By Roger Allnutt, Travel Writer
DRESDEN, GERMANY — Late in the afternoon the rain clouds built up over the city of Dresden and the members of the large numbers of tour groups dashed for cover as the storm broke and the skies darkened.
Dresden has had many dark days especially in February 1945 when the city was devastated Allied bombing. However during its subsequent period as part of East Germany and from 1990 as part of reunified Germany it has been substantially rebuilt, in many cases using the same plans and materials; in many cases it is virtually impossible to tell what is old and what is new. Even more modern buildings have been constructed with great sympathy for the style of the ‘old’ buildings
Nowadays Dresden is a thriving, modern and very exciting city, picturesquely situated astride the River Elbe and a popular tourist destination for visitors from around the world. With its collection of Baroque buildings and river location it is often referred to as the ‘German Florence’.
The historic Old Town (Aldstadt) is compact and best explored on foot. Dresden is in Saxony which is predominantly Protestant and the Frauenkirche (Church of our Lady) is wonderfully ornate inside and out; from the balcony of the cupola you get great views over the Old Town and river.
In addition to the Frauenkirche there is also the imposing Catholic Cathedral (Hofkirche) while close to both is the amazing Furstenzug, a 101m long mural made up of over 24,000 Meissen porcelain tiles and depicting the rulers of Saxony from 1123 to 1904. When Dresden was firebombed the sandstone holding the mural collapsed and burnt as the temperature reached 1000 degrees Celsius but the porcelain tiles were unscathed as they require a temperature of 1200 degrees in production.
Interestingly the ‘recipe’ for the famous Meissen porcelain was developed in Dresden but concerns about industrial espionage even back in 1708 led to the secret of production being transferred to Meissen for safety.
Meissen is only an hour’s journey from Dresden and it worth a visit; you need deep pockets to buy any items. One interesting fact about Meissen porcelain is that if you have a piece and it is broken it can be replaced exactly even if the design is very old.
Dresden has always been a center of the arts and culture and after the war museums and galleries were among the first buildings rebuilt. The famous Dresden Opera House known as the Semperoper after its designer Gottfried Semper is famous throughout the world and holds many opera performances during the year; in the summer recess you can do a tour to admire the fantastic interior. 2013 celebrates the 200th anniversary of the birth of Richard Wagner and the Semperoper will host many performances of his works.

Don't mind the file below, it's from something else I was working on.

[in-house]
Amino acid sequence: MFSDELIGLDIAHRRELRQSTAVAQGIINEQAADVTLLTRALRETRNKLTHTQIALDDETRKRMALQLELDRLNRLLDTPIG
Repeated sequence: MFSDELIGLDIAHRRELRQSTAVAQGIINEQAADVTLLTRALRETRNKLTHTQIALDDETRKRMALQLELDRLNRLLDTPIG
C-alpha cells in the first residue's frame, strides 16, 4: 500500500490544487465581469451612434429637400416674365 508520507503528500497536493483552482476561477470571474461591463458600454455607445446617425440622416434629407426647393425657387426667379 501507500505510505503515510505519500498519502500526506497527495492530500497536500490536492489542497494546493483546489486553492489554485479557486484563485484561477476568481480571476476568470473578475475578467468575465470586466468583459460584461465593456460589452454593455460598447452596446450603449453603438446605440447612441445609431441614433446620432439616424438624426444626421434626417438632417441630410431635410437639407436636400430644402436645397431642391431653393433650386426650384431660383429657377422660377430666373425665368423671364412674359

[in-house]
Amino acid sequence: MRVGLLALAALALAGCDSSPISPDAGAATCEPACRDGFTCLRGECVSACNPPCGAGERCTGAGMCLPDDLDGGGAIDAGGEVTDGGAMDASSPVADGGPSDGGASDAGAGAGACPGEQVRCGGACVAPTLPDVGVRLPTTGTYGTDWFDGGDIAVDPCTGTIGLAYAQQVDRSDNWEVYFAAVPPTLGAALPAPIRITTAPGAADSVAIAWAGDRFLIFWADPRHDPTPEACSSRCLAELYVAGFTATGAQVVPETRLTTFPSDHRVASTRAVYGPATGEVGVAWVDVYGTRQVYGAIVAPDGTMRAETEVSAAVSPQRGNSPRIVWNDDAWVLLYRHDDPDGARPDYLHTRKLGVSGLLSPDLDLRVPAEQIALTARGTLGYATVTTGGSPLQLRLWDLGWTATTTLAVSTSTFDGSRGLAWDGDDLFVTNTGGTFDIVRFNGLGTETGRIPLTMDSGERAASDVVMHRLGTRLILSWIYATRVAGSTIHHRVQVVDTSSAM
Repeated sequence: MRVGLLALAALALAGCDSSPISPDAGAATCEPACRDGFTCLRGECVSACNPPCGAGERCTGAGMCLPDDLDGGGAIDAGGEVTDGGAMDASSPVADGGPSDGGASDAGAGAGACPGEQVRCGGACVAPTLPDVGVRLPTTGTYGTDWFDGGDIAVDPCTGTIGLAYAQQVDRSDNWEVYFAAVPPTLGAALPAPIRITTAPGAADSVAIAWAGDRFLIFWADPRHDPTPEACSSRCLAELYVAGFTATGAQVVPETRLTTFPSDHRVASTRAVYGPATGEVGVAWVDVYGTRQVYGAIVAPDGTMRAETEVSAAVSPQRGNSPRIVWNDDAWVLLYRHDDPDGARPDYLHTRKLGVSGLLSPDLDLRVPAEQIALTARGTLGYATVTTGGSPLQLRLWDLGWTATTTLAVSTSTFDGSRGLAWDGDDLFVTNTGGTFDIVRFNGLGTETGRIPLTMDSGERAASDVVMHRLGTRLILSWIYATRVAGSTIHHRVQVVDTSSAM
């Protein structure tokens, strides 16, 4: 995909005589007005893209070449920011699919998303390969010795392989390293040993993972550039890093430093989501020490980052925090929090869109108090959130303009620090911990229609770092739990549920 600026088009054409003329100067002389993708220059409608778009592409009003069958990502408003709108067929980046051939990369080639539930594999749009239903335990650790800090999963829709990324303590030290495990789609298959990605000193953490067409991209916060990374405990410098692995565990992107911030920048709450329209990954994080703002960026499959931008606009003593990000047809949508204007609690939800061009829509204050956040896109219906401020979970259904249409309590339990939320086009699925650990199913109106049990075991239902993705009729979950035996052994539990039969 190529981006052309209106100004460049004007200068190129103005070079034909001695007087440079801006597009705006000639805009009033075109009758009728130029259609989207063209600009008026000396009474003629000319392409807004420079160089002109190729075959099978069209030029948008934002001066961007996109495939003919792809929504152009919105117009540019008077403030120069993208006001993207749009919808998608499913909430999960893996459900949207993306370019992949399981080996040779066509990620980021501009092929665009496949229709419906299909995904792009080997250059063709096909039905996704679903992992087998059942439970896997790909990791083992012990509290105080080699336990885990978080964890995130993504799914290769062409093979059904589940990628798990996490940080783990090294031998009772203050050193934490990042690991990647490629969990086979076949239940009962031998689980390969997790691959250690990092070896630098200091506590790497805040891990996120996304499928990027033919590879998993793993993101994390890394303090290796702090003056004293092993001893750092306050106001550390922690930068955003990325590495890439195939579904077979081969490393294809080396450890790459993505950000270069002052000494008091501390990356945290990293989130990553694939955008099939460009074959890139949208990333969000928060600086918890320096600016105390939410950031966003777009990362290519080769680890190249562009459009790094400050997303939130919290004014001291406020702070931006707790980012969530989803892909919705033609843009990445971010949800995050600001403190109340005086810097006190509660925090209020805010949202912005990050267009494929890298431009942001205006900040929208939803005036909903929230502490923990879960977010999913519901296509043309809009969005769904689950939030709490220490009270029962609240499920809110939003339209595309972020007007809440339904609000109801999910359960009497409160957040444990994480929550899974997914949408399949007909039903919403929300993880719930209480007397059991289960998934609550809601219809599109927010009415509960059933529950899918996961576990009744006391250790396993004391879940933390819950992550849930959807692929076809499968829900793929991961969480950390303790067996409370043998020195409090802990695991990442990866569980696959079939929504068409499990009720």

Adjacent to the Semperoper is the Zwinger, a group of buildings around a central open space which houses a superb collection of Old Masters and the Porcelain Collection
The Royal Palace was for several centuries the residence and seat of government for the House of Wettin. Nowadays it includes several museums including one of the royal treasure chamber and another of a collection of Turkish artifacts including huge tents and numerous swords. The panoramic views of the city from the top of the tower are worth the climb – only 220 steps.
There are other excellent museums including the Albertinum and Johanneum, the latter once the royal stables. The National Military History Museum with over 9000 exhibits opened in Dresden in October 2012.
The River Elbe plays a key role in the life of Dresden and there is a range of tours along the river, some by old paddle steamers. Dinner cruises are popular in the long summer evenings A couple of old bridges still cross the river to the Neustadt; a mixture of shopping areas, residential and a couple of streets of bars and cafes where the younger residents gather to party.
Old fortifications still line part of the river and from the top, a popular promenade, you get views of the river and the key city buildings. There are many cafes and restaurants around the Old Town area even stands selling bratwurst and currywurst if you just want a quick snack.
Not far from the city centre the river passes three old palaces, Schloss Albrechtsberg, Lingnerschloss and Schloss Eckberg (now a luxury hotel) high above the river. However more interesting is Pillnitz Palace further along the river which has superb gardens and the palace interior can be visited.
I would recommend taking one of the hop on, hop off tours either of the city and suburban area or out to Pillnitz as the itinerary gives an excellent overview of the recent developments in Dresden including old villas in suburban areas and dilapidated factories now turned into residences. The city tour passes Yenidze, a factory built in the style of a Turkish mosque which used to be the centre of cigarette production in East Germany.
There is plenty of choice of accommodation including Hilton and Radisson. On the edge of the Old Town and overlooking the Elbe I would recommend the 12 storey Hotel am Terrassenufer. Ask for a room on a higher floor facing the Old Town and you will have the most glorious views of the city and activities on the Elbe. Check the website www.hotel-terrassenufer.de
Getting round Germany, especially if concentrating on the main cities, is easy using a Rail Europe Pass. Tickets can be purchased on the internet or contact your preferred travel agent.